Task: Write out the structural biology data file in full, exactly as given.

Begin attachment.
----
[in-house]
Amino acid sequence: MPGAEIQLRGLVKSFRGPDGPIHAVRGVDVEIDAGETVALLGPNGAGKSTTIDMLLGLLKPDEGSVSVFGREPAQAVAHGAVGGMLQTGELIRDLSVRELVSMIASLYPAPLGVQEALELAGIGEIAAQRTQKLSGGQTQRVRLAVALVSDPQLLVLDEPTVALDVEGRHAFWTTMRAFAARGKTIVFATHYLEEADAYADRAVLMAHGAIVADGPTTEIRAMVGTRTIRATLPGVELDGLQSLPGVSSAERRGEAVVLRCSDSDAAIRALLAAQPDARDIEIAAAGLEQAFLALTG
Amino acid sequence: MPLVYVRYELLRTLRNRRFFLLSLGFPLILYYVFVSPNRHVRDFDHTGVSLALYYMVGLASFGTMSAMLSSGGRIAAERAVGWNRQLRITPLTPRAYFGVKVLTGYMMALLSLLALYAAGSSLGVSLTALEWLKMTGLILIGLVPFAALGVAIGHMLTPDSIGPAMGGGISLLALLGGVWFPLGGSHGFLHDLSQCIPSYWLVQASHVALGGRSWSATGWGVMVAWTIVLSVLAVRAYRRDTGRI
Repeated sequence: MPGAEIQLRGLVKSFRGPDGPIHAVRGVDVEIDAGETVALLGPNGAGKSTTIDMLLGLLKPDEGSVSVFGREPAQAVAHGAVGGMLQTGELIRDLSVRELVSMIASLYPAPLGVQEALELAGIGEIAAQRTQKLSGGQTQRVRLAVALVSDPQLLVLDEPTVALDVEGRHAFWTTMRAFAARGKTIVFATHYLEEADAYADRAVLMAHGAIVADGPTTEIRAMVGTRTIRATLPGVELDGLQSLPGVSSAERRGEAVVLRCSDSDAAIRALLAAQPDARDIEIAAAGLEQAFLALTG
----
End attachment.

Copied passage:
[in-house]
Amino acid sequence: MPGAEIQLRGLVKSFRGPDGPIHAVRGVDVEIDAGETVALLGPNGAGKSTTIDMLLGLLKPDEGSVSVFGREPAQAVAHGAVGGMLQTGELIRDLSVRELVSMIASLYPAPLGVQEALELAGIGEIAAQRTQKLSGGQTQRVRLAVALVSDPQLLVLDEPTVALDVEGRHAFWTTMRAFAARGKTIVFATHYLEEADAYADRAVLMAHGAIVADGPTTEIRAMVGTRTIRATLPGVELDGLQSLPGVSSAERRGEAVVLRCSDSDAAIRALLAAQPDARDIEIAAAGLEQAFLALTG
Amino acid sequence: MPLVYVRYELLRTLRNRRFFLLSLGFPLILYYVFVSPNRHVRDFDHTGVSLALYYMVGLASFGTMSAMLSSGGRIAAERAVGWNRQLRITPLTPRAYFGVKVLTGYMMALLSLLALYAAGSSLGVSLTALEWLKMTGLILIGLVPFAALGVAIGHMLTPDSIGPAMGGGISLLALLGGVWFPLGGSHGFLHDLSQCIPSYWLVQASHVALGGRSWSATGWGVMVAWTIVLSVLAVRAYRRDTGRI
Repeated sequence: MPGAEIQLRGLVKSFRGPDGPIHAVRGVDVEIDAGETVALLGPNGAGKSTTIDMLLGLLKPDEGSVSVFGREPAQAVAHGAVGGMLQTGELIRDLSVRELVSMIASLYPAPLGVQEALELAGIGEIAAQRTQKLSGGQTQRVRLAVALVSDPQLLVLDEPTVALDVEGRHAFWTTMRAFAARGKTIVFATHYLEEADAYADRAVLMAHGAIVADGPTTEIRAMVGTRTIRATLPGVELDGLQSLPGVSSAERRGEAVVLRCSDSDAAIRALLAAQPDARDIEIAAAGLEQAFLALTG